Most young people are “terrified” of going bald

Linley SandersData Journalist
November 10, 2020, 8:02 PM UTC

The youth of America shares a common fear: going prematurely bald. 

Most 18-to 24-years-old men (59%) and women (57%) agree with the statement “going bald terrifies me,” according to a YouGov poll of more than 32,000 Americans. Most 25-to 34-year-old women (55%) and about half of 25-to 34-year-old men (51%) agree that a thinning hairline is frightening. 

Male pattern hair loss is not common for most men under 30 years old, which perhaps explains the terror around going bald at a young age. As men get older, their likelihood of experiencing hair loss increases, and their concern appears to fade as it becomes more expected. 

By age 35-44, only 41% of men are so worried about losing their hair – 48% have conquered their fears by this point. Among the oldest men – those aged 65 and above – only 14% are worried about the prospect of a cue ball head. 

It is from groups aged 35-44 and above that women — who are less likely than men to experience noticeable baldness overall — become noticeably more likely to be afraid of losing their hair than men are.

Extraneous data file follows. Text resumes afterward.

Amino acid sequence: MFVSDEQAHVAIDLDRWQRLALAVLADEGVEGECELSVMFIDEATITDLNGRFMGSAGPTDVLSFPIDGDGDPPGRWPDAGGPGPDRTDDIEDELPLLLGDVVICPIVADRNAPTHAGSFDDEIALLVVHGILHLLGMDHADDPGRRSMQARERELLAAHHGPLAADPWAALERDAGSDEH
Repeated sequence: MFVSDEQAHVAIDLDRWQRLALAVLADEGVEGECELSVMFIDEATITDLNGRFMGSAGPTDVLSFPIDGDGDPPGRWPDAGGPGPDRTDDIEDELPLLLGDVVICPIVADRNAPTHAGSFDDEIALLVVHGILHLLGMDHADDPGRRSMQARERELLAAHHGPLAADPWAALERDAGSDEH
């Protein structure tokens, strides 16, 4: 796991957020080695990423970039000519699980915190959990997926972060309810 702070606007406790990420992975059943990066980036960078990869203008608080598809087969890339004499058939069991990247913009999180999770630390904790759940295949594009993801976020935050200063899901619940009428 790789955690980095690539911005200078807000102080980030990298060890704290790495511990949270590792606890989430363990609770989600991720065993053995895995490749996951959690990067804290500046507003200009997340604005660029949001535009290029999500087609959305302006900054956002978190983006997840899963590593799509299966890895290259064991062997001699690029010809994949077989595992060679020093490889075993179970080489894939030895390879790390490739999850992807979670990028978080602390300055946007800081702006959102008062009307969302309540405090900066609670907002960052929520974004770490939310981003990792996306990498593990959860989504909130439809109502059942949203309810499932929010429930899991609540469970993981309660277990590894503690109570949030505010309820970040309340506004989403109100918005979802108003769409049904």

About half of 35-to 44-year-old women (51%) fear baldness, a level 10-points higher than among men the same age. Although concern declines as they get older, it does so more slowly than among men: it is not until age 55-64 that women are more likely to say they aren’t scared of losing their hair (46%) than they are (39%). 

More than a third of women aged 65 and above (38%) are still terrified of losing their hair, a rate approaching three times the number of men who say the same. 

Related: Half of Americans would be more likely to date someone if they had a dog 

Methodology: Total weighted sample size was 32,601 US Adults aged 18+. Participants were asked, “Do you agree or disagree with the following statement: Going bald terrifies me.” Response options were: "Definitely agree,” “Tend to agree,” “Tend to disagree,” “Definitely disagree,” and “Neither agree nor disagree.” The survey was conducted between October 2019 – October 2020. The responding sample is weighted to provide a representative sample of the United States. 

Image: Getty